Canada’s then-Ambassador to Kabul, Arif Lalani, did not return telephone queries about the bust, nor did the Prime Minister’s office or Foreign Affairs in Ottawa. The RCMP responded to an email, but refused to comment.

We followed up with the airport policemen two months later, and were told that the confiscated rugs had been turned over to officers working out of the Karzai government’s Ministry of Interior. There, they had vanished – with no further investigation.

The policemen were certain where the heroin-laden rugs had gone: “back with the people who shipped them.”

A year later, in 2008, President Karzai was forced to fire both the Attorney General who triggered the airport policing scandal, Abdul Jabar Sabet, and Interior Minister Zarar Muqbul. Both men are candidates for investigation by the current Attorney General, Ishaq Aloko, whose list of upcoming prosecutions awaits Karzai’s signature.

Gen. Amerkhel has been vindicated, with his record declared clear by both Aloko and Karzai. He is now security chief at the Ministry of Education.

Only this week, however, three long years after the scandal broke into public view, comes the admission by Afghan and U.S. officials of Kabul Airport’s role in bankrolling lawlessness — and the Taliban’s war effort.

Not so remarkably, half a world away in Canada, another controversy has shed light on the role played by members of the U.S.-led coalition.

Leaked emails that were originally sent from Kabul in 2007 by senior Canadian diplomat, Richard Colvin, currently an intelligence officer posted to Washington, include this revealing query to the head of Canada’s Afghan Task Force:

“What credibility can the embassy bring to bear on counter-narcotics when we do not even have a single dedicated officer? Because of under-staffing, we are unable to process the very heavy flow of information and intelligence, resulting in critical information gaps about key issues and personalities.”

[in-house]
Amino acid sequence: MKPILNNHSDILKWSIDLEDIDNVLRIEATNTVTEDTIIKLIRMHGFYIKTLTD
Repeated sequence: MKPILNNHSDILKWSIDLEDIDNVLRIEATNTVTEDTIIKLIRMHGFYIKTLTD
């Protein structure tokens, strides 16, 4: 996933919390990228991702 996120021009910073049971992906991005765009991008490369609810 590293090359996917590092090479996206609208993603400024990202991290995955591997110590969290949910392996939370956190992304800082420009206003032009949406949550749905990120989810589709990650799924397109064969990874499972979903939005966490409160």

Colvin’s Conservative government masters have responded by attacking his credibility, particularly over his reports on the abuse of prisoners by Afghanistan’s security service, the NDS. The politicians’ harsh criticism has triggered a backlash by a group of 35 former Canadian ambassadors, who’ve sprung to Colvin’s defence.

Public servants, they say, must be free to tell their bosses the truth, not simply what they want to hear — which of course cuts to the chase about the entire international mission to Afghanistan.

>From Kabul Airport and the corruption-plagued Karzai regime, to the strategic threat posed by the Taliban’s safe-havens in Pakistan, the U.S. and its allies have been guilty of defaulting to information control, instead of seeing the challenges of Southwest Asia for what they really are, and rising to them.

Now we’re to believe more of the same – more troops, more Karzai and more P.R. – will turn things around.

Kabul’s smugglers know where to put their money. It’s still flowing through Kabul airport, a five-minute drive from Gen. Stanley McChrystal’s desk.